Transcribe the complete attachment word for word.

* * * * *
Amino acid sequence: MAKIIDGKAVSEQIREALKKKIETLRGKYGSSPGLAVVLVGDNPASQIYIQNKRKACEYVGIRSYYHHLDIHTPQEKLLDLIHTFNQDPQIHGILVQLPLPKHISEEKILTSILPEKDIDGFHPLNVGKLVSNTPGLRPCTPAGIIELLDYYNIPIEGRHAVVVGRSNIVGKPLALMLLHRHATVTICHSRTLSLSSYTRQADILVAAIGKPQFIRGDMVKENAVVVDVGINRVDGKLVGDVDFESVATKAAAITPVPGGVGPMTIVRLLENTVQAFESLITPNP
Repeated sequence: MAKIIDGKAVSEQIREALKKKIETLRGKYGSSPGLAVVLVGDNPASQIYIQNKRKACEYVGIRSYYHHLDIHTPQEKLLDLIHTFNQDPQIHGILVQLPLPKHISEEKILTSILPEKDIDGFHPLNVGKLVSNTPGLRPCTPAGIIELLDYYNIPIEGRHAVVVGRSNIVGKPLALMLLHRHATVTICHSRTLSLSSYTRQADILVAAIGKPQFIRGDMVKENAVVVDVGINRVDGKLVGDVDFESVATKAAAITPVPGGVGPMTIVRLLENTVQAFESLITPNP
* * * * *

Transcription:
Amino acid sequence: MAKIIDGKAVSEQIREALKKKIETLRGKYGSSPGLAVVLVGDNPASQIYIQNKRKACEYVGIRSYYHHLDIHTPQEKLLDLIHTFNQDPQIHGILVQLPLPKHISEEKILTSILPEKDIDGFHPLNVGKLVSNTPGLRPCTPAGIIELLDYYNIPIEGRHAVVVGRSNIVGKPLALMLLHRHATVTICHSRTLSLSSYTRQADILVAAIGKPQFIRGDMVKENAVVVDVGINRVDGKLVGDVDFESVATKAAAITPVPGGVGPMTIVRLLENTVQAFESLITPNP
Repeated sequence: MAKIIDGKAVSEQIREALKKKIETLRGKYGSSPGLAVVLVGDNPASQIYIQNKRKACEYVGIRSYYHHLDIHTPQEKLLDLIHTFNQDPQIHGILVQLPLPKHISEEKILTSILPEKDIDGFHPLNVGKLVSNTPGLRPCTPAGIIELLDYYNIPIEGRHAVVVGRSNIVGKPLALMLLHRHATVTICHSRTLSLSSYTRQADILVAAIGKPQFIRGDMVKENAVVVDVGINRVDGKLVGDVDFESVATKAAAITPVPGGVGPMTIVRLLENTVQAFESLITPNP